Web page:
In a simple way, we calculate a chemically homogeneous model for NGC 6888 and we verify if observations can be reproduced.

The chemical abundances were first set to the values derived for position A in §4.2.1 (Table 4) which were completed with the abundances of C, Ne and Fe published by M-D14. Then the abundances were slightly modified until the photoionized model reproduces the observed line intensities.The final values which describe better the chemical composition in NGC 6888 are given in Table 6.

The coordinates for the slit positions, from where the model integrated fluxes were obtained, were set in angular units with respect to the central star adopting a distance of 1.45 kpc for NGC 6888 (van Leeuwen, 2007). In the optical images the star does not seem to be in the geometrical center of the nebula, but as we are only modelling the northwest part of it, the geometry of the model is an ellipsoid with the geometrical center on the central star position and whose edge matches the observed region.

The final intensities of the emission lines are obtained by summing up the contributions of each component, assuming that the high-density region weight on the total intensity is . Thus:


where and are the line intensity values from the low-density and high-density components, respectively. Once the abundances were fixed, only this weight value was changed, from one position to another, to fit the observed fluxes.

(Å) Ion Fobs Fmod q Fobs Fmod q Fobs Fmod q
3726.03 [O II] 52.614.3 52.5 0.00
3728.81 [O II] 62.69.5 61.7 -0.13
3970.07 H 16.86.1 15.1 -0.35
4340.46 H 47.15.7 46.3 -0.13 48.813.4 46.8 -0.17 47.73.5 47.0 -0.17
4958.91 [O III] 23.82.4 80.6 14.9 97.06.2 121.5 2.91 52.14.5 136.0 12.51
5006.84 [O III] 67.95.6 243.7 18.2 289.216.3 365.6 3.51 154.29.2 409.2 18.81
5015.67 He I 4.71.8 2.8 -1.74 6.01.8 4.2 -1.62 4.73.1 4.2 -0.21
5754.64 [N II] 3.81.2 4.5 0.74 2.31.3 1.3 -1.33 2.30.9 1.1 -1.22
5875.61 He I 19.92.3 22.4 0.96 21.32.5 23.22 0.68 23.52.1 23.2 -0.14
6312.10 [S III] 2.21.3 4.4 1.67
6548.04 [N II] 168.411.5 125.8 -4.25 37.12.8 32.1 -2.83 70.93.5 24.3 -15.70
6562.80 H 285.918.3 291.4 0.30 28614.1 290.1 0.16 28610.8 289.2 2.00
6583.46 [N II] 502.131.9 371.1 -5.10 106.86.1 94.7 -2.59 227.09.7 71.8 -19.13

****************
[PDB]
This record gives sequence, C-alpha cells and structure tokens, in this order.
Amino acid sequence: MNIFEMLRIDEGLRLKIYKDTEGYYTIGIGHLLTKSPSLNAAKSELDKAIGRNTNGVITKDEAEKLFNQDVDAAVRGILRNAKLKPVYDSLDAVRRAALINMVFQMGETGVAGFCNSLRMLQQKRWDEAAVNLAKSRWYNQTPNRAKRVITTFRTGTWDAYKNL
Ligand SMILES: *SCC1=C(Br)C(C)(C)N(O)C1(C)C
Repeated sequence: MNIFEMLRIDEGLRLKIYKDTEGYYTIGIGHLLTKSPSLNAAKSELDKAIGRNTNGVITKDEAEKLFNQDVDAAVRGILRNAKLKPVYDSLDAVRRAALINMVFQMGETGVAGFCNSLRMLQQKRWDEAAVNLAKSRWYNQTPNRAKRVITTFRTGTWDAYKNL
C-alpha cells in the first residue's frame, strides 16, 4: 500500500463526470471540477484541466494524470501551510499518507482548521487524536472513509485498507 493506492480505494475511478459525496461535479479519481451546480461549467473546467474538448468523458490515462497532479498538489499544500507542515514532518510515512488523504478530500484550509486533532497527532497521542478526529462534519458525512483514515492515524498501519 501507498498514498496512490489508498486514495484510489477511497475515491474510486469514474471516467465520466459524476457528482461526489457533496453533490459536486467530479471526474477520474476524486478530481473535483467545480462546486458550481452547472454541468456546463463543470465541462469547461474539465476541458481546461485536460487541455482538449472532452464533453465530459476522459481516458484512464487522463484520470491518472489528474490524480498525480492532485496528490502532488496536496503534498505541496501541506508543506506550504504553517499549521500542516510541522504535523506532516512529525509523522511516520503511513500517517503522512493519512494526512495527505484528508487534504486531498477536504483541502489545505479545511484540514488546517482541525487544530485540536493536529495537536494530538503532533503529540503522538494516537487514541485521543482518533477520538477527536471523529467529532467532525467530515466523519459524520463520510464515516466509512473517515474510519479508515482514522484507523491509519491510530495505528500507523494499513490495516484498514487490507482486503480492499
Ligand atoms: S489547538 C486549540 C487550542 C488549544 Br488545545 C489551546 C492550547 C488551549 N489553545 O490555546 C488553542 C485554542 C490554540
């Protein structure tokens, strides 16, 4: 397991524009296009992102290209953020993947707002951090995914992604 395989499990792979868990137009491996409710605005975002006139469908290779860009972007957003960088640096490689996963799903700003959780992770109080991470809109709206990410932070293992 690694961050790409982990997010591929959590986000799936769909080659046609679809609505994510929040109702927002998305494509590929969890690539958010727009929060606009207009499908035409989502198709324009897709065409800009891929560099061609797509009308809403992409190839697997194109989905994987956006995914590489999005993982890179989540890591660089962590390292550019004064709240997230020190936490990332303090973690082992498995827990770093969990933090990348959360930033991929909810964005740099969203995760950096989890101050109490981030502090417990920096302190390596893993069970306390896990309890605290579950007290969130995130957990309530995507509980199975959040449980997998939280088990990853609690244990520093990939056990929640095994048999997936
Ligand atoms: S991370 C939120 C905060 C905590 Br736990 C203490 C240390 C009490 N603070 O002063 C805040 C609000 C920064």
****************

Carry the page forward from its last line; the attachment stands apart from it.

6678.15 He I 6.41.2 6.3 -0.13 6.42.8 6.6 0.10 5.20.7 6.5 2.79
6716.44 [S II] 22.92.5 31.3 3.92 7.02.1 10.1 1.66 7.40.8 8.0 0.90
6730.81 [S II] 19.91.9 28.4 4.73 5.72.4 9.8 1.73 6.31.2 7.8 2.36
7065.17 He I 3.21.0 3.9 0.84 6.02.6 4.4 -0.88 6.40.8 7.83 0.66
7135.80 [Ar III] 9.21.1 25.4 5.56 15.62.7 25.5 0.52 10.01.1 26.3 5.64
Table 7: Comparison between the deredden observational and model fluxes (normalized to F = 100) using star1 as ionizing source and w = 1
(Å) Ion Fobs Fmod q Fobs Fmod q Fobs Fmod q
3726.03 [O II] 52.614.3 50.6 -0.13
3728.81 [O II] 62.69.5 60.0 -0.37
3970.07 H 16.86.1 15.1 -0.36
4340.46 H 47.15.7 45.7 -0.27 48.813.4 43.8 -0.45 47.73.5 45.1 -0.82
4958.91 [O III] 23.82.4 22.04 -0.81 97.06.2 68.0 -3.03 52.14.5 51.5 -0.13
5006.84 [O III] 67.95.6 66.33 -0.30 289.216.3 204.4 -3.45 154.29.2 155.0 0.12
5015.67 He I 4.71.8 2.74 -1.70 6.01.8 1.8 -4.75 4.73.1 2.9 -0.93
5754.64 [N II] 3.81.2 3.63 -0.12 2.301.3 1.0 -1.84 2.30.9 2.0 -0.19
5875.61 He I 19.92.3 22.7 1.21 21.32.5 19.8 -0.62 23.52.1 21.8 -0.97
6312.10 [S III] 2.21.3 1.4 -0.81
6548.04 [N II] 168.411.5 163.2 -0.43 37.12.8 37.1 0.00 70.93.5 71.7 0.14
6562.80 H 28618.3 291.7 0.29 28614.1 296.2 0.37 28610.8 293 0.35
6583.46 [N II] 502.131.9 481.7 -0.71 106.76.1 109.6 0.70 227.09.7 211.48 -1.10
6678.15 He I 6.41.2 6.44 0.04 6.42.8 5.6 -0.33 5.20.7 6.2 2.13
6716.44 [S II] 22.92.5 15.87 -3.51 7.02.1 2.1 -4.58 7.40.8 3.9 -6.75
6730.81 [S II] 19.91.9 14.6 -3.28 5.72.4 2.0 -2.85 6.31.2 3.8 -4.86
7065.17 He I 3.21.0 3.6 0.41 6.02.6 3.3 -1.78 6.40.8 3.7 -1.64
7135.80 [Ar III] 9.21.1 10.5 1.14 15.62.7 8.79 -0.15 10.01.1 10.2 0.24
w (see text) 7.6 10 1.7 10 3.8 10
Table 8: Same as Tab. 7, but using star3 as ionizing source

The comparison between the model predictions and the observed dereddened line fluxes is presented in Table 7 and Table 8 corresponding to the photionization model results by using star1 and star3 SED’s as ionizing source, respectively. The q parameter, in these tables, shows the goodness of our model and is defined following Morisset & Georgiev (2009) as:


where is the value returned by the model, is the observed flux and is the accepted tolerance in dex of this observable. We define the tolerance to be


where is the measured error. When a line flux is well reproduced the q value is between 1.0 and 1.0.

The results in Table 7 show that, under the assumptions made for this model and using star1 as ionizing source, the observed line fluxes are not well reproduced. In particular the lines from highly ionized elements (O, Ar) are extremely overpredicted. The best case is for the values in position A where only half of the whole line fluxes (the low excitation ones) detected in this region are well reproduced. The model results are worse for the other positions.

The fact that the ionization of the nebula is strongly overpredicted could be due to: 1) a too high ionization parameter 666 where is the ionizing photon rate, the hydrogen number density and the distance to the ionizing source., 2) a too high stellar effective temperature. Notice that this model was obtained using only the high density component (). Adding any contribution of the low density component would made the situation even worse.